Another painting in the series was Siberechts 1698 work entitled Henley from the Wargrave Road which hangs in its own room in the Henley Gallery of the River & Rowing Museum, Mill Meadows in Oxfordshire.  This work is a veritable masterpiece which is in a way a historical record of the time depicting the life of the town, its surrounding countryside, and the importance of the commercial trade using the river.  Siberechts has depicted the 17th century buildings of Henley with its old wooden bridge with stone flood arches, the Church and the mill on the river.  In the foreground we can see farm workers busy haymaking in the riverside meadows and a cart fully loaded with hay heading down the country lane towards the town of Henley.  It is interesting to look back at the paintings of Jan Siberechts which I have featured in my last two blogs.  They are so different.  There is a certain simplicity and charm to his 1660’s rural life works but his artistic talent cannot be denied when we study some of his later works which he completed during his days in England.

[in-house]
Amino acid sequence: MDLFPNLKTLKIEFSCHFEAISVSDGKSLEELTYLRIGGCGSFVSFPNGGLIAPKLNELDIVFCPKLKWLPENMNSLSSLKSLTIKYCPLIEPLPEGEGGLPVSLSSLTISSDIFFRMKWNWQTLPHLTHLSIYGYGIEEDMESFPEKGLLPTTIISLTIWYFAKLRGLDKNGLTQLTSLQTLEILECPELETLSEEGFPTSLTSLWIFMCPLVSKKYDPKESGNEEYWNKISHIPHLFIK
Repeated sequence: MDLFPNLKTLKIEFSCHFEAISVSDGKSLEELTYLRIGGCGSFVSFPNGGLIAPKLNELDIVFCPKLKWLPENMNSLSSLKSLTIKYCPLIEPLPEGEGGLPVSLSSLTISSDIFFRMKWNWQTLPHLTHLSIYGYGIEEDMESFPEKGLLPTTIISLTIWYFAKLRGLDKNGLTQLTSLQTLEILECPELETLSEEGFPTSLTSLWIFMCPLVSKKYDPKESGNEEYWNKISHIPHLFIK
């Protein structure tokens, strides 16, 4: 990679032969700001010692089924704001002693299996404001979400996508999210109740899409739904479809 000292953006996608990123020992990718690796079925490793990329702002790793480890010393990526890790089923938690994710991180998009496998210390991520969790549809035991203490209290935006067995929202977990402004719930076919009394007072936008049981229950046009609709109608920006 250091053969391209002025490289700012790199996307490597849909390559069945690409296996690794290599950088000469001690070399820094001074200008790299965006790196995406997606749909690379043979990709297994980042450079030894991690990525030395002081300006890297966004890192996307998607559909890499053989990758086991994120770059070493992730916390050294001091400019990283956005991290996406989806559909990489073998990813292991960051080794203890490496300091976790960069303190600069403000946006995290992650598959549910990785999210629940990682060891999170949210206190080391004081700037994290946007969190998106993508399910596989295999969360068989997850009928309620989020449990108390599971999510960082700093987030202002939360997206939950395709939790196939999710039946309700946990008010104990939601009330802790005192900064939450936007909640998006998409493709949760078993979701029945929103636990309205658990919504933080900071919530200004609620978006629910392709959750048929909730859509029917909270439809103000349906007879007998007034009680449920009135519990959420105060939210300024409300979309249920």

Jan Siberechts died in London in 1703, aged 76.

 

The Pastoral Scenes of Jan Siberechts

The Ford by Jan Sieberechts (1672) Szépmûvészeti Múzeum, Budapest
The Ford by Jan Sieberechts (1672)
Szépmûvészeti Múzeum, Budapest

My Daily Art Display today features the 17th century Flemish painter, Jan Siberechts.  I will also look at some of Siberechts works and look how his style of painting changed during his lifetime.  In today’s blog I will concentrate on his rural life paintings and in my next blog I will look at how his painting style changed when he went to England.